English obliqueness and indirection takes some getting used to if you are not English. Whatever you think the conversation is about it is probably about something else. After 40 years living in England I still have not got the hang of it coming from a corner of the U.K. where the conversational norms were it was impolite to keep the other party guessing about what you were talking about. You cannot take them literally. The English habitually veil their meaning, which is plain to themselves because unseen to the rest of humanity they have a secret decoding dictionary to which only they have the key.
You can spend years debating an issue with them only to eventually discover the conversation was about something else entirely.
Take racism. To the naive foreigner, you might think the conversation is about race. You would think from all the palaver that middle and higher middle class justice warriors are passionate about, er, social justice – in one of the most classist cultures in the world of which they are the beneficiaries.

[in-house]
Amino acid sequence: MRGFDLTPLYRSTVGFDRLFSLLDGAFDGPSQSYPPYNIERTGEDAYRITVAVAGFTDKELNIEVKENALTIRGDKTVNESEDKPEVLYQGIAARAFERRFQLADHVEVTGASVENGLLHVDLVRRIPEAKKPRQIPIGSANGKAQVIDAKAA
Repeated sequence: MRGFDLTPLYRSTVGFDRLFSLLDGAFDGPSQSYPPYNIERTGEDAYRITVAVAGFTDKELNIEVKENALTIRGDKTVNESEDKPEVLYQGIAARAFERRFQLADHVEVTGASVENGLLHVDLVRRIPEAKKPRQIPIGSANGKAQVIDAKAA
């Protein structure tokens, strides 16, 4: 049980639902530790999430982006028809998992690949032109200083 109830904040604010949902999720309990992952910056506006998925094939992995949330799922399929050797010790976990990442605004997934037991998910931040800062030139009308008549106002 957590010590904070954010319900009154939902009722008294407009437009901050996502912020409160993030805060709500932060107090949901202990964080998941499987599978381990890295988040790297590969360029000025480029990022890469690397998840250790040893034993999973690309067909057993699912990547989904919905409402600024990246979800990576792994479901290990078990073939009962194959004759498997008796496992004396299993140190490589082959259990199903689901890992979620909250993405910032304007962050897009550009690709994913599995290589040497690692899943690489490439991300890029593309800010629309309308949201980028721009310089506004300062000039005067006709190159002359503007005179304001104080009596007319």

The privileged of our society make out that they care terribly about injustice to black, ethnic and migrant. They care so passionately about it they have identified the monsters who hurt these people so much, namely the white, paranoid, xenophobic, fascist working class. Not themselves of course, who benefit from cheap foreign servants, cheap easy-to-exploit labour to inflate their profit margin, over-demand for housing to inflate rents, and as a totally accidental side-product keep all those nasty, white, working class Nazis in the gutter they inconveniently keep trying to leave.
So all the howling, and anguish and angst about race decoded is virulent hatred of the working class. Waving a race banner makes the hatred legitimate while they bask in the glow of their moral superiority.
Meanwhile white, black, ethnic and migrant working class struggle on trying to clamber out of the gutter which the higher-ups are busily dredging deeper.